Last week Apple announced their new Macbook Pro laptops.
Their great innovation (a “game-changer” in their words) was a sliver of a touch screen above the keyboard which is able to show touchable context-specific buttons. They’ve dubbed this the TouchBar. Although the OLED technology is certainly pretty, one could almost hear the enormously disappointed collective “MEH” uttered by millions of users and suddenly erstwhile Apple fans world-wide.
Was Apple, in the form of the Phil Schiller really trying to sell this? By the way, if you represent Apple, a company traditionally known for its great design sensibilities, should you not spend just a little more money to dress a little better than the couture equivalent of an old Lada? Suit up man!
The day before, on October 26, 2016, Microsoft revealed the Surface Studio. Watch this introduction:
… and also this video with Microsoft partners who have in secret been working with the Studio:
Even if you did not like Microsoft, you can get a good sense of the emotion around this new product.
They’ve managed to make something that speaks to the imagination. When I see this, as an outspoken Microsoft critic, I do get the distinct feeling that the Surface Studio is a physical artefact of the science fiction dream that my reality is gradually (and very pleasingly) turning into. My less nerdy technology-critical better half’s first reaction was: When can we get this?
It seems that Microsoft has convincingly out-Appled Apple.
In other words, Microsoft has somehow become sexy whilst Apple seems to have developed strong feelings for the Lada.
As an interesting related tidbit, a friend, whom I was trying to convince NOT to get Google’s new Pixel XL phone because reasons, recently sent me this short post on The Verge by Vlad Savov, a camera phone expert who until recently was of the educated opinion that the iPhone 7 was still the king of the smartphone castle. He writes:
On the basis of my extended experience with Google’s Pixel, I consider it an all-around better phone than the iPhone 7. The final exhilarating straw that broke the camel’s back was the photo below, coming straight out of the Pixel XL’s camera, undoctored other than for a horizon adjustment.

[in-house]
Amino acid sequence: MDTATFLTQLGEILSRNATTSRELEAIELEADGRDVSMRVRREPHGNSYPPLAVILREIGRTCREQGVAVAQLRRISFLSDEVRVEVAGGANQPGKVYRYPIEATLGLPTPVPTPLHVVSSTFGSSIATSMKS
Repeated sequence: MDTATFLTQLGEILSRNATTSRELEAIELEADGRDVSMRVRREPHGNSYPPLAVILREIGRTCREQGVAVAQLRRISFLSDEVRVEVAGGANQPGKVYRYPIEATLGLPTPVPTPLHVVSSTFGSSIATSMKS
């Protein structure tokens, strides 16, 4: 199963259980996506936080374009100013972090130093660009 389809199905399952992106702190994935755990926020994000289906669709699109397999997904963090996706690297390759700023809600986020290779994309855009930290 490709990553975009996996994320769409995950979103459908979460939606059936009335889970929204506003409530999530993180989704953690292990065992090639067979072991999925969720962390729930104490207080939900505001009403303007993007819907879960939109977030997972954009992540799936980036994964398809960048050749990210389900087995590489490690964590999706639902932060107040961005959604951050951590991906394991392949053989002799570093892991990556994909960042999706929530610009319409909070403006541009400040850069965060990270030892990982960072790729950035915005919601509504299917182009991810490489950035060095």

WHAT IN HEAVENS IS HAPPENING?! OUR WHOLE WORLD IS COLLAPSING!
During a Signal App conversation (you should really use Signal, it now has privacy-conscious Giphy support) with another friend, I realised that what’s happening here, is in fact wonderfully capricious human emotion interfering with the machine that is capitalism.
Left to its own devices, the nature of capitalism means that successful companies tend to evolve into capitalistically optimal dead ends. In other words, large successful companies lose the will to innovate, because they realise they are able to make more money at less risk by simply not rocking that boat. Instead of investing in innovation, they invest in sales and marketing to milk their large customer-base.
Ironically, Steve Jobs explained this idea quite eloquently during this interview where he talked about the decline of Xerox:
Fortunately, when a company like Microsoft throws an innovation curve-ball that appeals to our emotion and to our imagination, they can rock the boat for everyone.
Even although we’re talking about three absolute behemoths, it’s gratifying that they, as well as their smaller competitors, keep each other on their toes through the fickle wonder that is human behaviour.
Here’s to hoping that AI never manages to model or predict our precious caprice. :)